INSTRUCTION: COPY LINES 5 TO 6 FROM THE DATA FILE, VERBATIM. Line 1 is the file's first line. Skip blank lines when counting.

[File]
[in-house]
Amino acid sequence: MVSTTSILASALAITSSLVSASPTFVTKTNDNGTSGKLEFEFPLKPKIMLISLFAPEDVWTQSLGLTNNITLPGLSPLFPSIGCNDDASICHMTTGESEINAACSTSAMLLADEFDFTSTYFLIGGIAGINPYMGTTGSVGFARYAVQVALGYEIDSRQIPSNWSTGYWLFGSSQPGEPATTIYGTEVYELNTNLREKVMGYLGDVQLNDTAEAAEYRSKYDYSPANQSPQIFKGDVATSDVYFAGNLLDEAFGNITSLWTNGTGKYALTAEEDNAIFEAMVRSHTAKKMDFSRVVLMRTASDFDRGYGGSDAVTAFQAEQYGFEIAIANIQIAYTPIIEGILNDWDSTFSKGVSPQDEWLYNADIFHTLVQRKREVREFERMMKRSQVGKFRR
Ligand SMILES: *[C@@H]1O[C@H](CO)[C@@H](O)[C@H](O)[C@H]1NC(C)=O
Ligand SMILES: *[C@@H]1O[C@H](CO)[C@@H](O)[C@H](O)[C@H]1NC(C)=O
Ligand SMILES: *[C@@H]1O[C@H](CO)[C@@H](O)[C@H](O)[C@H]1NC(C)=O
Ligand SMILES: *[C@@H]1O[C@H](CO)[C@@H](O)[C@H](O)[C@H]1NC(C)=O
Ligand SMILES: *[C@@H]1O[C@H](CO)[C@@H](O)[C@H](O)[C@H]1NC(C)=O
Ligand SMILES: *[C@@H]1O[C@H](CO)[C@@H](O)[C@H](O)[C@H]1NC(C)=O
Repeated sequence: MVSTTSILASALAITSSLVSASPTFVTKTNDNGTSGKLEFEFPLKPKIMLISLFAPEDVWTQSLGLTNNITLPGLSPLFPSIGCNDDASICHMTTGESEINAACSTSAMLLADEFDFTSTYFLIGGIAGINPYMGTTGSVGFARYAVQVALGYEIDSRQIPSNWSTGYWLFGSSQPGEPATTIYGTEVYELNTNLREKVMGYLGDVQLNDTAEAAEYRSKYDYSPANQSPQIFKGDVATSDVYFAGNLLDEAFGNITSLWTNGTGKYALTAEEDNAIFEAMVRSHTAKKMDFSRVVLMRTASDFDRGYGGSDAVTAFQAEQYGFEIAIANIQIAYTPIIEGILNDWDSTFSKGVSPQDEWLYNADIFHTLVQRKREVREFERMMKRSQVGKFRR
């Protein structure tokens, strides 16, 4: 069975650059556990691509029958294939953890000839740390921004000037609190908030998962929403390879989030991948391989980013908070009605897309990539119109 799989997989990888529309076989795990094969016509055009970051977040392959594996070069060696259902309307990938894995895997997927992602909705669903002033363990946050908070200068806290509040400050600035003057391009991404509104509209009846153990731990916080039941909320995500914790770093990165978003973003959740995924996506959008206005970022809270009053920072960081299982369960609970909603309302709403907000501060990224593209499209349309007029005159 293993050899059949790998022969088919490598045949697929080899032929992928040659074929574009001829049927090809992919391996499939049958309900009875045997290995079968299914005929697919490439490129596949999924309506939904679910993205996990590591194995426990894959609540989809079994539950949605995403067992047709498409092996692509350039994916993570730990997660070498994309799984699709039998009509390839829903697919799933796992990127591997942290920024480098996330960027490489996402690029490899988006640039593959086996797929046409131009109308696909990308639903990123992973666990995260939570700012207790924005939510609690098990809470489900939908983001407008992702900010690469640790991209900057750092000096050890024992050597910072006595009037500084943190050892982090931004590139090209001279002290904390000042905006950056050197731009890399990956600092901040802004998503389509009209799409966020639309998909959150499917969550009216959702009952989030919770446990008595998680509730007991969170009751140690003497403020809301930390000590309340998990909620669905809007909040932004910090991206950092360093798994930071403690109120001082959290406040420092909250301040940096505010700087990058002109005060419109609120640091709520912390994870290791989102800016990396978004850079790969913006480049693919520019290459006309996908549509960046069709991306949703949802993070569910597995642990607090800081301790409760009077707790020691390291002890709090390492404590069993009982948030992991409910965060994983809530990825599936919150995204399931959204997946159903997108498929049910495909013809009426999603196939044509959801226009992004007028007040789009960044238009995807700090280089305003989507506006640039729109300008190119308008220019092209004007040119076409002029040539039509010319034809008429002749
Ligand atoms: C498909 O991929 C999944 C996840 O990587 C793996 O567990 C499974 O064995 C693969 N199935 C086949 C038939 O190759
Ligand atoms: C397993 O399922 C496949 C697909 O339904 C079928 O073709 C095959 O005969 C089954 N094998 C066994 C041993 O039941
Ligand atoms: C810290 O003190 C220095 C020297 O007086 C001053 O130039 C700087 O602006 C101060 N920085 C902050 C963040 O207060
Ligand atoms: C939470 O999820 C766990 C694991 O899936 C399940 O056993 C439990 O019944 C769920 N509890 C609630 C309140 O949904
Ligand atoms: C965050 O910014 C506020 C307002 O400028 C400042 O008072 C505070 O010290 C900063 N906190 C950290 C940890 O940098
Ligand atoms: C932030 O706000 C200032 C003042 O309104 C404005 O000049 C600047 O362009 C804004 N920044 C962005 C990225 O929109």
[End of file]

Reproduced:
Ligand SMILES: *[C@@H]1O[C@H](CO)[C@@H](O)[C@H](O)[C@H]1NC(C)=O
Ligand SMILES: *[C@@H]1O[C@H](CO)[C@@H](O)[C@H](O)[C@H]1NC(C)=O